Browsing by Subject "curriculum"

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  • Rikabi-Sukkari, Leila (Helsingfors universitet, 2014)
    The Finnish national core curriculum for basic education is currently being renewed at the National Board of Education and the new curriculum will be implemented in August 2016. A curriculum defines the value basis and aims of teaching as well as the core contents to be taught. A curriculum is closely bound to its surrounding society reflecting its prevailing values, customs and traditions. Therefore, in order to renew the curriculum, it is essential to understand the societal changes and values recognized as important in the society. The drafts of the new curriculum were posted for the first time on the website of the National Board of Education for public commentary. This research examined what the feedback of the new curriculum draft was like; what themes did the commentators hold important concerning the curriculum and education in present and in the future? The research data consisted of 963 comments that were posted on the webpage of the National Board of Education regarding the draft of the general part of the new curriculum. The feedback form was open for 17 days in November and December 2012. The qualitative data analysis was done by coding with the help of Atlas.ti software. The comments discussed several issues regarding the Finnish school, its mission and the appreciations of the commentators. As a result, four major themes were found: 1) equality in education; 2) the use of authentic learning environments and multi-professional collaboration with surrounding community; 3) the role of Finnish cultural heritage and religious education and 4) sustainable development and global citizenship. These results reflect the values and topics the commentators held important for the future in terms of developing the Finnish school and society.
  • Kim, Yealim (Helsingin yliopisto, 2020)
    English has become a global language, and students around the world know English is an essential foreign language to expand their knowledge. For the same reason, English has been the most common foreign language that students learn in South Korea and Finland. The purpose of this master’s thesis is to examine the curricula in South Korea and Finland to see the similarities and differences of the two countries’ English education. Although both countries focus on teaching English by using the communicative approach, their outputs in English education differ from each other. The study analyzes the curricula and textbooks by using Curriculum-Analysis Procedure. Then, the study analyzes the textbooks based on Littlejohn’s task analysis sheet. According to the analysis, the Finnish curriculum provides more specific learning goals than the Korean curriculum even though the Finnish curriculum does not specify teaching methods to teachers. The Korean curriculum provides specific word limitations for each level, and it provides specific teaching methods. However, the Korean curriculum’s learning goals are rather vague. The analysis on the textbooks suggests an interesting result. Although the Korean textbooks provide a higher number of oral tasks than the Finnish textbooks, the results demonstrate that the Korean textbooks are focused on repetition. Also, the Korean textbooks are quite regulated since the tasks ask students to focus on certain task types. On the contrary, the Finnish textbooks include a smaller number of oral tasks than the Korean textbooks, but the oral tasks encourage students to produce their own sentences rather than focusing on form. The Finnish textbooks try to provide as diverse task types as possible.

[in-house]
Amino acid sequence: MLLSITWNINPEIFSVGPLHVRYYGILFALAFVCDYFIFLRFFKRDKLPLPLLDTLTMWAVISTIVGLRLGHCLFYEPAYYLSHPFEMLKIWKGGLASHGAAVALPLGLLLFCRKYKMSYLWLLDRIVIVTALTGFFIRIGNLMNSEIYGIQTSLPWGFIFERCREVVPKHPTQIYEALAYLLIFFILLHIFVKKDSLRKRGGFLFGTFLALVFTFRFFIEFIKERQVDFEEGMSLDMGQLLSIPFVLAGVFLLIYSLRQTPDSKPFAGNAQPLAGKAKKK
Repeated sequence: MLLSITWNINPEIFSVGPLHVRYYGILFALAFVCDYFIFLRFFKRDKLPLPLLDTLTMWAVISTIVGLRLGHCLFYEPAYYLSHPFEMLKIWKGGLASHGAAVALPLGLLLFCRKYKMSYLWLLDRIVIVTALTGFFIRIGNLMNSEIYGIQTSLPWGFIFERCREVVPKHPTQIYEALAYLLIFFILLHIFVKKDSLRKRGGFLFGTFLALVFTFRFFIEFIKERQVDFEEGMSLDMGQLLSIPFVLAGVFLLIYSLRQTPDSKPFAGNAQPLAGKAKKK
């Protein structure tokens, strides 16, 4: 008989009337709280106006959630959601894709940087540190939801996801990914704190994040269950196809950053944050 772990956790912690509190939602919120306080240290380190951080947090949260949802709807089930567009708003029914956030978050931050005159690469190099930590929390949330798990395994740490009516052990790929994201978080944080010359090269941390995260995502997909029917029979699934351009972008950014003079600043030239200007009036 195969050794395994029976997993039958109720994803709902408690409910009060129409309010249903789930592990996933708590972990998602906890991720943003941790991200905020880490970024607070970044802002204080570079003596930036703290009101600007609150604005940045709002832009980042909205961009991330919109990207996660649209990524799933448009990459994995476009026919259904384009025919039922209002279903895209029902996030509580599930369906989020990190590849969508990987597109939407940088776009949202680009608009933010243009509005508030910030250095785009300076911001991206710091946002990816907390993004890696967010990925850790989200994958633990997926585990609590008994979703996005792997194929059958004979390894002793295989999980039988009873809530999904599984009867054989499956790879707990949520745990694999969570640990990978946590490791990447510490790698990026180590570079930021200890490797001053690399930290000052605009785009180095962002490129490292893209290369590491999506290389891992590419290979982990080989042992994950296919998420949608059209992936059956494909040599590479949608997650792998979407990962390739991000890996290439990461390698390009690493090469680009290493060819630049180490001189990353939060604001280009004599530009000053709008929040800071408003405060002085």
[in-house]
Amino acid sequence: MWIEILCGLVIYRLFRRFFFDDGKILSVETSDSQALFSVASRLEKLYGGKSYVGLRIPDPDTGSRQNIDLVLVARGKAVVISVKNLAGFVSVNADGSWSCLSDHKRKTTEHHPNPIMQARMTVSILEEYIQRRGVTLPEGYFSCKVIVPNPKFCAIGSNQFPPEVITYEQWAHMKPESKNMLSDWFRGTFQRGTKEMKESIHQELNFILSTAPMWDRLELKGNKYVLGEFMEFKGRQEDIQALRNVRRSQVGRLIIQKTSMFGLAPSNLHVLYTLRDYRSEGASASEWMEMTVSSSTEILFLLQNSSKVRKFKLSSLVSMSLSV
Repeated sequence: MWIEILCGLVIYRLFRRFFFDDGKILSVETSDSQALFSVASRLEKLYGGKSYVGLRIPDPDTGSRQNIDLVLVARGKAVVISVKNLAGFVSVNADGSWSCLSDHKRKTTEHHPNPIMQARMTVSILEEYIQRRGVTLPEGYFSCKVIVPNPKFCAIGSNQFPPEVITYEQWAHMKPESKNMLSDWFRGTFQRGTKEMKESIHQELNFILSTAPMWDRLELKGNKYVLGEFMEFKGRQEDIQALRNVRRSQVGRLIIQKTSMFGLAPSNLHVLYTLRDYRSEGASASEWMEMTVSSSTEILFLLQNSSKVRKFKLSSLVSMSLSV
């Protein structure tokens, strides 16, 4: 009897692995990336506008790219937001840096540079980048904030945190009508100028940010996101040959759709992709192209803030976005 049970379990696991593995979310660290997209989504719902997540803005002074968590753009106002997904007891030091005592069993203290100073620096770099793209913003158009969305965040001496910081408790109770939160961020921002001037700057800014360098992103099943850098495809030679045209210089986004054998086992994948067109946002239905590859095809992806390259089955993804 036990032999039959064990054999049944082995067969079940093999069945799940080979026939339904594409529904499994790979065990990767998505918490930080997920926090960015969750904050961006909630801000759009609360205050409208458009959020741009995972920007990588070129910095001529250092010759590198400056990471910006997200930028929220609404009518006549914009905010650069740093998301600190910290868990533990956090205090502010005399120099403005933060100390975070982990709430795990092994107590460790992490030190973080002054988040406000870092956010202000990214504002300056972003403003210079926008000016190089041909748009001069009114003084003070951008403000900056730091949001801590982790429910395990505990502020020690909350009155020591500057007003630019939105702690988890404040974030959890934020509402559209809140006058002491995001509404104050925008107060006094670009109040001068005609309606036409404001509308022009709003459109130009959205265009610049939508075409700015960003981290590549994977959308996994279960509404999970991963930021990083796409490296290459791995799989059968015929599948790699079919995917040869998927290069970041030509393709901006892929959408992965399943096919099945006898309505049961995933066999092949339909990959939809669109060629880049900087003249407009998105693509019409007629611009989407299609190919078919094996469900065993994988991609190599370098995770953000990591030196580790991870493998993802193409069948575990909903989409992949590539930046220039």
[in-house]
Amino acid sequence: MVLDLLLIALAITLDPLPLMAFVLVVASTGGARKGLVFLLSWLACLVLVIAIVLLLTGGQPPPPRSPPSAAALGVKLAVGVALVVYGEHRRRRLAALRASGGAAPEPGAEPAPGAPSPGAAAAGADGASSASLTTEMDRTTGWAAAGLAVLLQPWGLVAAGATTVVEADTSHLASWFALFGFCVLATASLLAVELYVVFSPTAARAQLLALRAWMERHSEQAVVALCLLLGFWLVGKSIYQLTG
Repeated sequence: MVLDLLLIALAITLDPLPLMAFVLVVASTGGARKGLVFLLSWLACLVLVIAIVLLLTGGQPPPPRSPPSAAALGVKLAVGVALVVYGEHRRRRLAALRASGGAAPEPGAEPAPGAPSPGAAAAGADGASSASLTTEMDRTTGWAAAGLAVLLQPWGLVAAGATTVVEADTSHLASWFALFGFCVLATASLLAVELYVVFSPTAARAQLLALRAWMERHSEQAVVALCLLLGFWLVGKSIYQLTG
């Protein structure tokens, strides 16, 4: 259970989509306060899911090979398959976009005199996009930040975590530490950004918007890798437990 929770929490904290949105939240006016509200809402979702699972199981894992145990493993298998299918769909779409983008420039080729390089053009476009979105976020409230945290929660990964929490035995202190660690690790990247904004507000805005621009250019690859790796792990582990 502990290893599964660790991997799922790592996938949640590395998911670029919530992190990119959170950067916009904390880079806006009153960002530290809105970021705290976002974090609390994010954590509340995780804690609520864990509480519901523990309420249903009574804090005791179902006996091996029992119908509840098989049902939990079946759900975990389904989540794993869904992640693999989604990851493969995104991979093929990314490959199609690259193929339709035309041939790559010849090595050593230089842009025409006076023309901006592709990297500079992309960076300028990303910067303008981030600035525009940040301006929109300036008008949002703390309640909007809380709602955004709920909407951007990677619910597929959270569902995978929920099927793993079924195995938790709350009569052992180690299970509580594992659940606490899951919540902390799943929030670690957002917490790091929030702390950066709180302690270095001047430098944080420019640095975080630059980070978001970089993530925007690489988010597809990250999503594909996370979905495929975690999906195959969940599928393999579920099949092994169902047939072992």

• Fagerholm, Fabian; Hellas, Arto; Luukkainen, Matti; Kyllönen, Kati; Yaman, Sezin; Mäenpää, Hanna (2018)
    Today’s students are prospective entrepreneurs, as well as potential employees in modern, start-up-like intrapreneurship environments within established companies. In these settings, software development projects face extreme requirements in terms of innovation and attractiveness of the end-product. They also suffer severe consequences of failure such as termination of the development effort and bankruptcy. As the abilities needed in start-ups are not among those traditionally taught in universities, new knowledge and skills are required to prepare students for the volatile environment that new market entrants face. This article reports experiences gained during seven years of teaching start-up knowledge and skills in a higher-education institution. Using a design-based research approach, we have developed the Software Factory, an educational environment for experiential, project-based learning. We offer a collection of patterns and anti-patterns that help educational institutions to design, implement and operate physical environments, curricula and teaching materials, and to plan interventions that may be required for project-based start-up education.
  • Särkijärvi, Anu (Helsingfors universitet, 1999)